PS Yes, I am a boy bear, but boys can sew too!

Tuesday, October 7, 2014

You have to be comfortable

Have you enjoyed seeing the sewing rooms of your fellow SAGA members? I know the blog has received a lot of visits.

 Today's sewing room photos show that comfort is a key to a some of you in your sewing room- whether it is a favourite place to sit and stitch......
 

 
 
 
or somewhere to recline and ponder your next project..... 



Wherever you sit and sew I hope you have enjoyed the posts on 'Where SAGA Members Actually Sew!'

Friday, October 3, 2014

Multiple Sewing Machines

I have shared sewing rooms that take you from one extreme to another; sewing rooms with a definite theme; sewing rooms to dream about.

This post shares a few more of the photos we received and these rooms contain multiple sewing machines and/or sergers.






 It is interesting how each room is very different, but that in every case, the machines are easily accessible.






There are more photos to share, so don't forget to visit often!

If you sign up to the blog as a member, you will receive notice of any updates- it costs nothing and you never know what you may see next!

Tuesday, September 30, 2014

SAGA visits Paris


Well, actually, it was a SAGA member who visited Paris and took her SAGA tote bag with her.

Dian shared the photo with me while she was attending the SAGA Sewcation in Florida.

So, where will you be taking your smocking and maybe teaching? Take a photo and email it to saganews@smocking.org and let's see how many places we can cover as SAGA Smock's Across America  (and the world)!

Friday, September 26, 2014

Hidden Treasures


Have you ever visited your local historical society? Maybe you have been on a school trip or been to a reenactment of a local civil war battle, but have you ever wondered what they might have hidden away in their collections?
 

I recently visited an historical society in a nearby town because they held an exhibition entitled ’White Linen and Lace: Baby Clothing from 1800-1950’, selections from the permanent collection.  The items, ranging from christening gowns to under shirts; bibs and bonnets to knitted socks and were beautifully arranged in a small room used for temporary exhibits.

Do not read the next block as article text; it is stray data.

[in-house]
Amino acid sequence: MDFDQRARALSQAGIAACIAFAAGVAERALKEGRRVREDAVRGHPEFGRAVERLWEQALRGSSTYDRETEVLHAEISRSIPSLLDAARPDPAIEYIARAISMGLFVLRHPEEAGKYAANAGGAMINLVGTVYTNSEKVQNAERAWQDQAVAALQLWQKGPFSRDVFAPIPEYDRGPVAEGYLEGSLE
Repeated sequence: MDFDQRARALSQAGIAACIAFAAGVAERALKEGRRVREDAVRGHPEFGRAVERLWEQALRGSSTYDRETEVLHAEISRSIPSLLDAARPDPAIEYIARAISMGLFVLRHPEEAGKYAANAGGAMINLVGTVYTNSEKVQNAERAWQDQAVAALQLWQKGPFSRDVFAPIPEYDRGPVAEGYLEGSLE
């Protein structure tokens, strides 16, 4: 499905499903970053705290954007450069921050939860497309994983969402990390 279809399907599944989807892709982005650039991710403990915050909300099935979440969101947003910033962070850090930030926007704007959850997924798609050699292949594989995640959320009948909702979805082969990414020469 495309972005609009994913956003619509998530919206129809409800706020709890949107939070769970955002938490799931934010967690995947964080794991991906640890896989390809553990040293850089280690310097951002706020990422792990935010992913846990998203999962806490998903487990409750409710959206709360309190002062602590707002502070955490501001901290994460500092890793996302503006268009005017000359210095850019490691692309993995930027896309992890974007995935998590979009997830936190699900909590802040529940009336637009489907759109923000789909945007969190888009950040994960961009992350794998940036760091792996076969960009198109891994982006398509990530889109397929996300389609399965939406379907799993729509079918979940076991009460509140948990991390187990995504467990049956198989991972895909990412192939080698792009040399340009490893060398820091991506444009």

Pintucked and feather stitched bonnet
 

Usually the items are hidden away in a storage room, along with many other pieces of local history. So where did the ‘collection’ come from? Well, the usual story as pieces came from local families who when a family member died, found grannies christening gown wrapped up in a trunk in the attic and no one in the family had use for it, so –oh yes, let’s give it to the historical society! The historical society then catalogued the items and noted the name of the donor, any known history and off into storage it goes with the many other items no one knows what to do with. 


Sometimes, as in the case of the exhibit I visited, someone decides to use some of the items and showcase a piece of local history, but many times the pieces are just stored and often forgotten about.  Maybe you could visit your local historical society and make enquiries as to what they might have in storage? You might find some beautiful pieces and encourage them to hold a display.  They may not have as many christening gowns or heirloom pieces as the exhibit I visited, but I am sure that there are other textiles of interest, such as ladies gowns, quilts, bed linens etc. that would make an interesting display. You might find that they just need a little encouragement from a member of the public and the idea that others would like to see these pieces.
 

If the historical society holds an exhibition, you could offer to have a Smock in Public Day to coincide with the event and maybe even offer to hold a learn to smock class. Even if they do not want to set up an exhibit, maybe they would let your chapter visit and view their collections? A great chapter programme and field trip! It is a great chance to see some wonderful heirloom techniques up close and get some inspiration for your own projects. The exhibit I viewed even had a copy of a magazine with some of the embroidery designs that were used on one of the gowns on display.

The designs in these books were stitched on the gown in the previous closeup
 
So, ladies, don’t just walk or drive by the building that contains your town/local history items and dismiss it as dull and boring, pop in and make a few enquiries as you never know what hidden treasures they may have!


 
This gown was stitched by the baby's grandmother sometime between 1870 and 1900.